Jonathon Keats makes art that makes you think. How much is that worth?
Jonathon Keats makes art that makes you think. How much is that worth?The conceptual art career of Jonathon Keats started sometime before his sixth birthday. A bored Keats, marooned in the suburbs outside San Francisco, where his family had moved, began hawking stones. "I didn't know what else to do," he says. "So I set up a table outside, and I took some rocks off the ground, and I put the rocks on the table, and I just started to sell them." Had he later gone into business, the anecdote might have hinted at an early entrepreneurial savvy, but this enterprise was different. The 6-year-old Keats wasn't arguing that his rocks were more valuable than the many free rocks nearby. He was just arguing that they were for sale.The artist's adult projects have remained faithful to the spirit of his first venture. In 2000, Keats, then 29 and a newly published novelist, launched his art career as "a new way" of approaching philosophy, which had interested him since his college days. In an unusual performance piece at San Francisco's Refusalon gallery, he simply sat in a chair for 24 hours and thought. Since art shows must have art to sell, he offered the thoughts themselves (cards time-stamped with a few minutes' worth of ideas). And since art shows must feel like art shows, he was accompanied by a nude model and bad wine.Since then, his pieces have touched on everything from theology to the metric system to beekeeping, along with the occasional attempt to pin down God. He has lobbied the city of Berkeley to make "A = A" a local ordinance; devised a new system of measurement in which units are customized according to each person's heartbeat; and exploited the few sketchy details we have on God (He's older than everything else; He looks like a human being) to try placing Him in the taxonomic order. Most recently, Keats created a decidedly avant-garde entry to the burgeoning ring-tone market-a remix of John Cage's infamous silent composition, "4'33""-and he attempted what might be called apiarian choreography, arranging flower beds in such a way that pollinating honeybees will put on a ballet.\n\n\n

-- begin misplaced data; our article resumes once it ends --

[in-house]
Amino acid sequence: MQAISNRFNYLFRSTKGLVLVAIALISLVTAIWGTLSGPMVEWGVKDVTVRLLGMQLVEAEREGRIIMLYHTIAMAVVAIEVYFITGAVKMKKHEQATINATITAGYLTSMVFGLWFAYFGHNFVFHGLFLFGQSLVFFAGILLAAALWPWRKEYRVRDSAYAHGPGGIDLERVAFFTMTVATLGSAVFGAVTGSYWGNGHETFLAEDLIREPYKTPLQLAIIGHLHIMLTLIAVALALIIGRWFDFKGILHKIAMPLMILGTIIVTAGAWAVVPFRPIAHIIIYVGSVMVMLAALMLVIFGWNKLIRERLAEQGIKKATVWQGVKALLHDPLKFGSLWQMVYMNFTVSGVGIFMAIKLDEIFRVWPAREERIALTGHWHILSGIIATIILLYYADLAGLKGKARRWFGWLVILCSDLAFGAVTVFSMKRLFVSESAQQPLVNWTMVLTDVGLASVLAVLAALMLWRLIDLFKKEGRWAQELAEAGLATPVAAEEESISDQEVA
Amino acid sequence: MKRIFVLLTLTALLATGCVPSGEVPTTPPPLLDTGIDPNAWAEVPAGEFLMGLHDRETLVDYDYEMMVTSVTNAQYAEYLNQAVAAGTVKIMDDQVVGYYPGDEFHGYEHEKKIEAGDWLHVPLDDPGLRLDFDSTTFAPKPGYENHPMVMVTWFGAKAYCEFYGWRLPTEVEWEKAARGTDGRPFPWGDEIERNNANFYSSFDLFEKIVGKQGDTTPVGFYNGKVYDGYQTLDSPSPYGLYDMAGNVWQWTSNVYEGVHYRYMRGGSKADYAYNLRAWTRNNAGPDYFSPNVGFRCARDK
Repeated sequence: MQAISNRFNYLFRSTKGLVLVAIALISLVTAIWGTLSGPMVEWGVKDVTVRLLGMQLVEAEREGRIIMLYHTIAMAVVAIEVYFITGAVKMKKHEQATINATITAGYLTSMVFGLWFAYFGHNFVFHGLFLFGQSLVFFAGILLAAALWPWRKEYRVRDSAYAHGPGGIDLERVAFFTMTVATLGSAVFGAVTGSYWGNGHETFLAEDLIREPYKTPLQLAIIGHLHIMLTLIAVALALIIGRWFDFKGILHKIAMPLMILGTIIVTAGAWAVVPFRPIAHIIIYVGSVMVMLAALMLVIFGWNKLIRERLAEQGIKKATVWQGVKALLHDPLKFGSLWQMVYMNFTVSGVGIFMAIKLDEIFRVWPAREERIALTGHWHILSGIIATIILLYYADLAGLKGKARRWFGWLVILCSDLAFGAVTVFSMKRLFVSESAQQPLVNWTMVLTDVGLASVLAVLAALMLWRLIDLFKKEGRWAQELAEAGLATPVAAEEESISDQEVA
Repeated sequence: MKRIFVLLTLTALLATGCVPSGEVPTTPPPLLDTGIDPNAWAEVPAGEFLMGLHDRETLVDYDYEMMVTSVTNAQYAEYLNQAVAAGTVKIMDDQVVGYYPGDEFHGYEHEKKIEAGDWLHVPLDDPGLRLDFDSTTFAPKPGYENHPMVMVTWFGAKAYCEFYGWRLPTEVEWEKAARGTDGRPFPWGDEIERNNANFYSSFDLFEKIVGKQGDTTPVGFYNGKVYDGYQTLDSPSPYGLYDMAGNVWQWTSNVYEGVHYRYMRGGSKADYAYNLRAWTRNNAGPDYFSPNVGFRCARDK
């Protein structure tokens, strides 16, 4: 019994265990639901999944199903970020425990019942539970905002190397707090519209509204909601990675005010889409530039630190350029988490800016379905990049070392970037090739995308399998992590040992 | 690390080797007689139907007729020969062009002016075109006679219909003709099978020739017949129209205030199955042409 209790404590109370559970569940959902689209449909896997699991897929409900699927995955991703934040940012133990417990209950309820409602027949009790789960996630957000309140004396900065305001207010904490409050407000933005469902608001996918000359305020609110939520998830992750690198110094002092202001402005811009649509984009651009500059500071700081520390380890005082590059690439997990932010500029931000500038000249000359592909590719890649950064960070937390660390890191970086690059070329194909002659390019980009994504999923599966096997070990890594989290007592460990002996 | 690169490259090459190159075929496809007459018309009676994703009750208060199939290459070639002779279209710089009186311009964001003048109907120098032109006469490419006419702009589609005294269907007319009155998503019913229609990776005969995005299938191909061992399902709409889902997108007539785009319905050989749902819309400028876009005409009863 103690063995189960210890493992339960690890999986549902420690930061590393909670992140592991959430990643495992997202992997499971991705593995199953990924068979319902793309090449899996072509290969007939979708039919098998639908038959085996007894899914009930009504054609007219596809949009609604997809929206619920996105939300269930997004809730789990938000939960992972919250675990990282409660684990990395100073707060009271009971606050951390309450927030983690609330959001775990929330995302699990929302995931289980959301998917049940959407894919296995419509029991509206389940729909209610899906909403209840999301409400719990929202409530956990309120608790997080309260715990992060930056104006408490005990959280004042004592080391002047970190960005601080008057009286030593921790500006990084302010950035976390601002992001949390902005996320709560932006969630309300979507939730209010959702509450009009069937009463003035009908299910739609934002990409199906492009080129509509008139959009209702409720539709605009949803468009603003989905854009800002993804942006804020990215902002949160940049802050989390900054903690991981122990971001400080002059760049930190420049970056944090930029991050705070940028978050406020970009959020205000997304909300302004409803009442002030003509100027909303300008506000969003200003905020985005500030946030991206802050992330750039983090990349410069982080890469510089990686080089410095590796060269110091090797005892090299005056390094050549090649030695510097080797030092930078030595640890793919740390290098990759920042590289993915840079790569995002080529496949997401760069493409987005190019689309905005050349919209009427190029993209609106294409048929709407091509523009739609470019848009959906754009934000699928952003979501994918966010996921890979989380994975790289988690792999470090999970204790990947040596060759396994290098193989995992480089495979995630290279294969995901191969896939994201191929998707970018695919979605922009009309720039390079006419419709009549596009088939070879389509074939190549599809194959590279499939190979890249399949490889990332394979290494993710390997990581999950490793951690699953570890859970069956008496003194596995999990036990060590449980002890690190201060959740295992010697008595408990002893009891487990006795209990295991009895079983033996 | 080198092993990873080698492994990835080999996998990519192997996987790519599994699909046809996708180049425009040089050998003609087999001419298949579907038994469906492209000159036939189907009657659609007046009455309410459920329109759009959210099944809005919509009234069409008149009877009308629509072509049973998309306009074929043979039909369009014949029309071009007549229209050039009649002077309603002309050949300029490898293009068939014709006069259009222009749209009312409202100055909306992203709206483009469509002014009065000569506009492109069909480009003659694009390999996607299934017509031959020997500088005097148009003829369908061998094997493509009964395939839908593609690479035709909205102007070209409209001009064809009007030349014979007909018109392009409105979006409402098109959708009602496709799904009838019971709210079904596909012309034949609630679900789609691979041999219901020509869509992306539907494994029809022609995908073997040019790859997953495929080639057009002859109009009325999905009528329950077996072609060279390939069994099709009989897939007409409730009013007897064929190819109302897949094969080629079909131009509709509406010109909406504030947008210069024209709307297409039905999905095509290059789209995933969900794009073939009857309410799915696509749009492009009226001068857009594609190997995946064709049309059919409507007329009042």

|Not knowing what movies plants would like, I ended up with pornography, which seemed the most obvious.|